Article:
Going on a safari has to be the highlight of every trip to South Africa. After visits to the mountains, Joberg, Cape Town, wine tastings, visiting diamond mines, waterfalls, enjoying myself every stop along the way, we hopped a private plane and landed in Sabi Sands, an exclusive private game reserve in Kruger National Park. Kruger, a wildlife sanctuary nearly the size of the state of New Jersey, has the most diverse game in Africa and Sabi Sands, located in Kruger, is home to some of the most luxurious private game reserves in the world.
Our private plane dropped us off at our resort’s airstrip. Chitwa Chitwa is a private game resort in the northern Sabi Sands reserve. This exclusive resort, once a family compound that is still owned and operated by the Brinks family, got its name from an old giraffe who used roam the property. Chitwa Chitwa, comprised of eight villas, and one sprawling guest house, is tastefully yet minimally decorated with muted colors, where European elegance meets traditional African chic, accented with Marie Brinks’ original paintings.
Stepping into Chitwa Chitwa is akin to being transported to a safari sanctuary. Located on one of the largest lakes in Sabi Sands, the game viewing begins as soon as you step onto your private lanai. After sipping a divine cocktail created by their resident cocktail connoisseur, I headed for my private villa to unwind and regroup. I stayed in Villa 5, which was 2,000 square feet of pure unadulterated bliss. As I made my way through the villa, each room more impressive than the other, I lamented the fact that their fall season didn’t lend itself to taking a dip in my private plunge pool nor would it afford me the opportunity to make use of my private outdoor shower. But I did have time to take a brief nap on the lanai, accompanied by a chorus of grunting hippos and birds chirping.
After my respite, I was ready for my first game drive. We went on game drives early in the morning and at dusk, as these are the times when the animals are most active. Even in their fall, in the desert, I was surprised how cold it was. I dressed in layers for each drive: a long sleeved t-shirt, a sweater, a windbreaker, down jacket, and hat, gloves and scarf. I peeled the layers off as the sun came up, and piled the layers on during the evening drives as the temperature dropped.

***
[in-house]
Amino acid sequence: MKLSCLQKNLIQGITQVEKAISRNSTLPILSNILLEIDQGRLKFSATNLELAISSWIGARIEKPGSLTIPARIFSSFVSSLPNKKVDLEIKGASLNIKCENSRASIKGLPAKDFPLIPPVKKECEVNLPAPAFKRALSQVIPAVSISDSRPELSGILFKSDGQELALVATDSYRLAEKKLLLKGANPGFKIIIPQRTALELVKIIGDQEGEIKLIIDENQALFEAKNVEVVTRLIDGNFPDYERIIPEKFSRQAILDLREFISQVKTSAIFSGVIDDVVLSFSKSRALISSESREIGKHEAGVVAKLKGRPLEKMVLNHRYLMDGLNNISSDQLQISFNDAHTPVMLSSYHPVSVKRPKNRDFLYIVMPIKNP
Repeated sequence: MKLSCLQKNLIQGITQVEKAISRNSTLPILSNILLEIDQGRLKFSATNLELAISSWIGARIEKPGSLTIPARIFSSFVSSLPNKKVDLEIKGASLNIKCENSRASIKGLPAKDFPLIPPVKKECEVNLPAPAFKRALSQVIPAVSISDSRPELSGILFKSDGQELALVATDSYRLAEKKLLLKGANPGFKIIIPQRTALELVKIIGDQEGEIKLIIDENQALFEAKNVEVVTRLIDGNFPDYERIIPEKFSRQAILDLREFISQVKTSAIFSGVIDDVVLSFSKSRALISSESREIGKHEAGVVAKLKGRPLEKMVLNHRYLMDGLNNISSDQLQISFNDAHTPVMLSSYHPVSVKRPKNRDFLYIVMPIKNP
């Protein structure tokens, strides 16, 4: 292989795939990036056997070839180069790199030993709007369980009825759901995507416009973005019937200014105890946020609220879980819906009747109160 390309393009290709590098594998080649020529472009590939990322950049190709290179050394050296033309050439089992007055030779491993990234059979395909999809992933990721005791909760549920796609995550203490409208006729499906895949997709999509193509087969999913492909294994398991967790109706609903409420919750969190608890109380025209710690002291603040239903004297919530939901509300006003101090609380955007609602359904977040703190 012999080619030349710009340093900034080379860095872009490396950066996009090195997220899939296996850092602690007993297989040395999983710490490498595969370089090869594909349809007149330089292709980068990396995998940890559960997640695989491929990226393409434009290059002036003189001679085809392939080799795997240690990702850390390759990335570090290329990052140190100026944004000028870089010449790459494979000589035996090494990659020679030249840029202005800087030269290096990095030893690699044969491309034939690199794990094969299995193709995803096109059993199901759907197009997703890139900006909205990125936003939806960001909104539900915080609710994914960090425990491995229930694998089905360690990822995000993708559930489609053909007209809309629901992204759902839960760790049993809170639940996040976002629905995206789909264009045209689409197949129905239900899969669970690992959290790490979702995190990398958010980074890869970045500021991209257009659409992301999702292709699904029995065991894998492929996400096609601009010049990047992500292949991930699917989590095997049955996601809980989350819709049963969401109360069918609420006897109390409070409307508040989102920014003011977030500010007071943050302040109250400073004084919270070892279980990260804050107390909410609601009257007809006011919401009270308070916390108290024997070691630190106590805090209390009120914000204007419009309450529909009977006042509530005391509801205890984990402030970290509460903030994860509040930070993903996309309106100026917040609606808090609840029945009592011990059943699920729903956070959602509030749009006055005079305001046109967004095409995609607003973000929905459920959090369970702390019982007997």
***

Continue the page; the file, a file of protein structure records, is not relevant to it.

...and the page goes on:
At 3:00pm, the drums sounded marking high tea at Chitwa’s Main Deck. After tea, we embarked on our first game drive. I bundled up, grabbed my camera bag, and hopped into the open air Land Rover in search of the Big 5 (Lions, leopards, elephants, rhino and buffalo).
As soon as we settled into the Land Rover, Chitwa Chitwa lived up to its name; I hadn’t had time to ready my camera in the vehicle when we were greeted by a giraffe standing in the middle of the road. Beyond tall, he was regal with eyelashes that any woman would die for! He stared at us, sauntered back over to the bush joining another giraffe feasting on branches. What a great way to start the game drive, but nothing could have prepared me for the safari adventure to come.
We drove in the Land Rover, over trees and brush and finally descended upon a few leopards. Leopards are primarily nocturnal and solitary; as such, they are notoriously difficult to spot on safari. Here I was looking eye to eye with one and she was gorgeous! Our guide gave us the low down on her, and her mother who was lounging in the bush not too far away. We reveled in their majesty for minutes then proceeded in the Land Rover a few feet and found a male leopard with his kill; an unfortunate impala, which by this point was completely disemboweled. Shortly after, the tracker heard a pack of African wild dogs in the distance which had apparently gotten a whiff of the leopard’s kill. We sat frozen in the Land Rover as Tristan, our guide told us we about to witness something most people don’t see on a safari; a leopard, a pack of wild dogs and one helluva fight about to ensue. Within seconds, the wild dogs pounced, and the leopard, who just moments before was on his back, full, readying himself for a nap, grabbed his carcass and was up a tree in 2 seconds flat! The dogs were bouncing and barking on their hind legs frustrated that they weren’t able to snatch dinner. Meanwhile, the leopard stalked the tree branches for a perfect place to hang his dinner carcass. After finding the perfect place, the leopard returned to his nap on a tree branch. Talk about exciting! This is what you go on a safari hoping to see.
Over the next few drives, we came face to face with herds of elephants, a few rhino, hyenas, wildebeest, and other game, but no lions. Tristan assured the cat lover in me that we would see some before I left. Surely, the morning of our departure, we found a pride of lions. A few of the lionesses had their tails bitten off from an earlier fight with hyenas and as my luck would have it, a pack of hyenas approached the pride for breakfast. Not to outsmart the queens of the jungle, the lions got the better of them and chased the hyenas back into the bush and returned to their nap. What a safari!
If you have the opportunity to go on safari, by all means take it. Pack your warm gear, a great camera and hope you get to see a bit of the wild kingdom up close like I did. Truly a vacation I will never forget!